While FBI thought the call was a prank, they sent a team to the Mayflower Hotel in Washington DC to do their due diligence. They soon realized Dash was telling the truth when he was able to reveal the names of the others involved. He showed the FBI vital evidence, including a handkerchief with addresses written in invisible ink. Team was arrested between June 20 and June 27. The spy’s confession was downplayed and the bust was heralded as a massive success for the FBI.

Lunch, Dinner, and Drinks at the Mayflower Hotel

In fact, J. Edgar Hoover spent a lot of time at the Mayflower. He had lunch at the Town & Country Lounge nearly every day for almost 20 years. He always ordered the same thing: half a grapefruit, white toast, cottage cheese, and bibb lettuce. The Nazi spies weren’t his only catch while at lunch at the Town & Country Lounge. One story goes that he looked up from his meal to see the third-ranked criminal on the Most Wanted List. He immediately ordered his arrest and went back to his lunch.

To the dismay of loyal locals, the Town & Country Lounge closed in 2011. In its place, a new restaurant opened in 2012. It is called Edgar Bar & Kitchen, after J. Edgar Hoover, of course. The space has a classic interior and strong cocktails that draw politicians, lobbyists, and locals alike. Drinks pay homage to the city, like the Washington, the Adams and the Watergate.

The Mayflower wasn’t always a place to grab a cocktail. The hotel opened during Prohibition, which banned the sale of alcohol under the 18th Amendment. During this time – Prohibition lasted from 1920 to 1931 – the hotel was the meeting place of the Women’s Organization for Prohibition Reform. The women were fighting to end Prohibition.

In 1931, a meeting of the Democratic National Committee was held at the Mayflower Hotel in Washington D.C. This would go down to be an important step in the repeal of Prohibition. After the 18th Amendment was repealed, the hotel purchased its liquor license as soon as it could. It has been one of Washington’s most essential cocktail destinations ever since.

The Great American Pastime

It was 1994 and the country was on edge. Was Washington abuzz with a presidential scandal? Was the nation consumed by a polarizing murder trial? Yes, but something else was nagging at the heart of the American people: baseball was suspended. The players were on strike and the remainder of the season was cancelled. The World Series was called off.

Owners of Major League Baseball teams had proposed a cap on salaries. Players planned a strike to start on August 12, 1994. Months dragged on. Clinton, a St. Louis Cardinals fan, decided to do something about it. He met with the mediator, Bill Usery Jr. and Labor Secretary Robert Reich in the White House. Clinton set a deadline for the players and the owners to reach an agreement or else other parties would step in and resolve the debate. The talks were held at the Mayflower Hotel. An agreement was reached shortly thereafter and the strike was ended after 234 days.

Covert Affairs

Many proud moments have happened inside the Mayflower’s walls, but the scandals have gotten much of the press. (This is Washington, after all.) The hotel has appeared in a number of political sex scandals dating as far back as the Kennedy era.

John F. Kennedy often kept a suite at the Mayflower Hotel. As the years have gone on, stories have emerged alleging that women met the president here. Longtime mistress Judith Campbell Exner often kept a suite at the Mayflower, where she secretly met with the president. A biography claims Kennedy met actress Angie Dickinson at the hotel. Similar rumors have come out about Audrey Hepburn.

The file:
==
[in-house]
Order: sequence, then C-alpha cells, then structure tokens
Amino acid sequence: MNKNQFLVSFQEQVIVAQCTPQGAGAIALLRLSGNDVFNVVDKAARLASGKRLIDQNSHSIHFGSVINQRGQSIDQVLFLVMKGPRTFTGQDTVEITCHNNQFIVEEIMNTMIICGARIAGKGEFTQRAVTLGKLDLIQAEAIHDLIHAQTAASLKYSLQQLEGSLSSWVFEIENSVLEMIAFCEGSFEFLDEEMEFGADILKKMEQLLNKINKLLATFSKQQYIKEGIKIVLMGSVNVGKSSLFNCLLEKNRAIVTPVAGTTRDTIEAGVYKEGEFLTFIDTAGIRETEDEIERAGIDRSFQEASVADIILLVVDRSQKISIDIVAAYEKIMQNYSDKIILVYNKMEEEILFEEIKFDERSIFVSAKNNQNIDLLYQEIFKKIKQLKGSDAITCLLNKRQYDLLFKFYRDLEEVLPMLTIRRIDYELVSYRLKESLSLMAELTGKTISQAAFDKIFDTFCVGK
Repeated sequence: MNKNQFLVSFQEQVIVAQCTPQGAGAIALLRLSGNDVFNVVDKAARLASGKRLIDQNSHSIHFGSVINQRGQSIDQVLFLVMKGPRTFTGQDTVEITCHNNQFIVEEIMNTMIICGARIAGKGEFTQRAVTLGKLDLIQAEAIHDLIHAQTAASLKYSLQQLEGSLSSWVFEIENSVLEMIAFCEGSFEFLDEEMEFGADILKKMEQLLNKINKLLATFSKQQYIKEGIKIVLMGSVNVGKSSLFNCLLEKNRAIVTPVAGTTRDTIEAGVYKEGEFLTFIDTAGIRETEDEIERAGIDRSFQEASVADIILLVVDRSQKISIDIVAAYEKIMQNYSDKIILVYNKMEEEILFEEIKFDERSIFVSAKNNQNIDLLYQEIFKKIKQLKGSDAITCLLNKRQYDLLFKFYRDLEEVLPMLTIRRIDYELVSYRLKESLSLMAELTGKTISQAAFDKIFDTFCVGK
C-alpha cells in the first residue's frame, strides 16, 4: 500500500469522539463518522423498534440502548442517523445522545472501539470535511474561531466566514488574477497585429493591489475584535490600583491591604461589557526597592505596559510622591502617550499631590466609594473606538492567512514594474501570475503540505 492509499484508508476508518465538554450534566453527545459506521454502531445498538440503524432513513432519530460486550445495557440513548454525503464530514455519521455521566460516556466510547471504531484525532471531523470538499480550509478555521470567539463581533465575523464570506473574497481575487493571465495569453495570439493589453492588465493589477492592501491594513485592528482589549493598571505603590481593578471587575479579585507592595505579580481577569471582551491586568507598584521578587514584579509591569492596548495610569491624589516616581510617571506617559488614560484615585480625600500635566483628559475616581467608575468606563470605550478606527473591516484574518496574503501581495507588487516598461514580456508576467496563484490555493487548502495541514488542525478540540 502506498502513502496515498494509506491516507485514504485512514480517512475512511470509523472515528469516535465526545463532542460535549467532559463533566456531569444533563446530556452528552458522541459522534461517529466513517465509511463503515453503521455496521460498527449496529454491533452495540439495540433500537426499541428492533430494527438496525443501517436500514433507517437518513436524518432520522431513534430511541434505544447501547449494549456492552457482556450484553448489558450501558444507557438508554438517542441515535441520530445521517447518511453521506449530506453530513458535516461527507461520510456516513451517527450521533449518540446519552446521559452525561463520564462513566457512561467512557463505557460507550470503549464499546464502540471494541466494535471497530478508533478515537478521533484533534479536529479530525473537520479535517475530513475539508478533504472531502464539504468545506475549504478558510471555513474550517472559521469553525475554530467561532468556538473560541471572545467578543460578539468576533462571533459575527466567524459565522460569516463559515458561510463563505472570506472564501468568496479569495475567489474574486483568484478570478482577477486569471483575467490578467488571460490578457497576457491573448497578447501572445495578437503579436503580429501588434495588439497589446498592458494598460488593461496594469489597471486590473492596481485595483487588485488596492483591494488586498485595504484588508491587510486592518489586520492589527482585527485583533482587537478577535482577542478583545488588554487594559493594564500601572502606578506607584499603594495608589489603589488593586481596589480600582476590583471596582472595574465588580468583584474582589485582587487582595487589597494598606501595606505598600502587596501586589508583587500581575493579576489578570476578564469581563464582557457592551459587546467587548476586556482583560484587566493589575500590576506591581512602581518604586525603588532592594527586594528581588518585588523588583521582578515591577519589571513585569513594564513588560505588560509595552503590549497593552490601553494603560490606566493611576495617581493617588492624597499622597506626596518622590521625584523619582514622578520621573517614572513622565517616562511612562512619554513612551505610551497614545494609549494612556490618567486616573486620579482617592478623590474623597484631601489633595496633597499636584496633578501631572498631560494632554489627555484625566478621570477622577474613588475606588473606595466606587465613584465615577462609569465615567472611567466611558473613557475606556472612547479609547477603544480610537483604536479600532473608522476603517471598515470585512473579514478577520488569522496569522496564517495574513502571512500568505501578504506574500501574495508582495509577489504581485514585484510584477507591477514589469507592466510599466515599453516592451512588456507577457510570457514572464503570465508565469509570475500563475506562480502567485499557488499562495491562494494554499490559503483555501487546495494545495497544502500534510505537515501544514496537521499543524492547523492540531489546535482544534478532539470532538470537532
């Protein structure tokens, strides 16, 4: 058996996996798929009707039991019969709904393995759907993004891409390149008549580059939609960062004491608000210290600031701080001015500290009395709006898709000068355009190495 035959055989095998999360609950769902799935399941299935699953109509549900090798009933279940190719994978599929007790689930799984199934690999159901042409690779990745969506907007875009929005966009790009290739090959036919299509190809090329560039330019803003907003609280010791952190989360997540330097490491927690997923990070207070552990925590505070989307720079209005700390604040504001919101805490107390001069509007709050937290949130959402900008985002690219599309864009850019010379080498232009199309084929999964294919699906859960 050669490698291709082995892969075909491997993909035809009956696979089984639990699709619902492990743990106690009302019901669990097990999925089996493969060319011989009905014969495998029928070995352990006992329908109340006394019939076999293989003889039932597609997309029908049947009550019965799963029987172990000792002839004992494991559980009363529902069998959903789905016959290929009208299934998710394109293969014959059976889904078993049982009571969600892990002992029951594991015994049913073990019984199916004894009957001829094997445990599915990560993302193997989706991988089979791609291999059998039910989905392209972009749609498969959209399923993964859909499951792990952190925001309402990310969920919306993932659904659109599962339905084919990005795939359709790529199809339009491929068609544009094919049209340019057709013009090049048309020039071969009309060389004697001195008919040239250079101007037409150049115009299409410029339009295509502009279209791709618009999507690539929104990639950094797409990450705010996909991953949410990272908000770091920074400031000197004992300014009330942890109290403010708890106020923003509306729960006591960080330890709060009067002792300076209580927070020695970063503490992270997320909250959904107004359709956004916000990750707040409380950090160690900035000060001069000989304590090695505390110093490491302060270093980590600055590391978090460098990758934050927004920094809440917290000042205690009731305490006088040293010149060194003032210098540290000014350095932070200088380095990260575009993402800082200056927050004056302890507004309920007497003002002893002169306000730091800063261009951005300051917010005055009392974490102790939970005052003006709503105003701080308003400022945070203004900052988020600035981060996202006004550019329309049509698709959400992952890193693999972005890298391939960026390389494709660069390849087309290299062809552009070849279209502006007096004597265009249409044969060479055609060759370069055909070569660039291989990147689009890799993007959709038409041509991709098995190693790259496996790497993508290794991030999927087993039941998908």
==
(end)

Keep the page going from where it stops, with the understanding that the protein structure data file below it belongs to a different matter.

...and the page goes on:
Years later, the cast of characters was new but the story was the same. Before the news of the Monica Lewinsky scandal broke, President Bill Clinton was photographed hugging the former White House intern at an event. While the picture didn’t mean much at the time, the now-iconic photo was splashed all over the news when the scandal came out the following year. Interestingly enough, Monica Lewinsky taped her deposition inside the Presidential Suite at the hotel.

In March 2008, news broke that New York Governor Eliot Spitzer met with a high-class call girl named Ashley Alexandra Dupré inside the Mayflower Hotel in Washington DC. Spitzer was a frequent guest at the hotel, booking a room at least 13 times while he was governor. This time, however, he reserved room 871 under the name George Fox, a donor and friend. The revelation ended Spitzer’s career.

The Mayflower Hotel Today

The Mayflower is still an integral Washington address – just ask the Trump administration. The hotel hosted a Donald Trump speech during the presidential campaign on April 27, 2016. The Russia-friendly speech that included the line: “the horrible cycle of hostility must end” between Russia and the United States.

While the speech made headlines, the scandal was yet to come out. Stories emerged that Attorney General Jeff Sessions and Jared Kushner met with a Russian official named Sergey Kislyak at the event. When Sessions testified before the Senate intelligence committee, he said he had no recollection of a conversation with a Russian official at the event. Unfortunately for Sessions, a Getty photo showed the two speaking. While the photo doesn’t prove any wrongdoing, the photo certainly made its rounds on the internet.

Landmark Status

In 1982, after a succession of owners and their different renovations, the hotel was ready to return to its roots. A renovation began with the goal of bringing the hotel back to its original grandeur. The project stripped away some of the less elegant additions and revealed the original beauty.

Workers uncovered a grand skylight – 25 feet by 60 feet – that had been covered in the 1960s with a modern dropped ceiling. Beautiful friezes and two large murals were revealed and restored. The iconic gold leaf was made to shine once more. The meticulous renovation brought back the glamour of the old Mayflower Hotel, but with all the modern comforts.

After the renovation finished in 1983, the hotel was awarded a place on the National Register of Historic Places. Shortly thereafter, in 1989, the Mayflower was added to the National Trust’s Historic Hotels of America. In their announcement, the Trust said the hotel maintained its “historic integrity, architecture, and ambiance.” While the award sounds distinguished, one has to wonder – would there really be ambiance without a good story?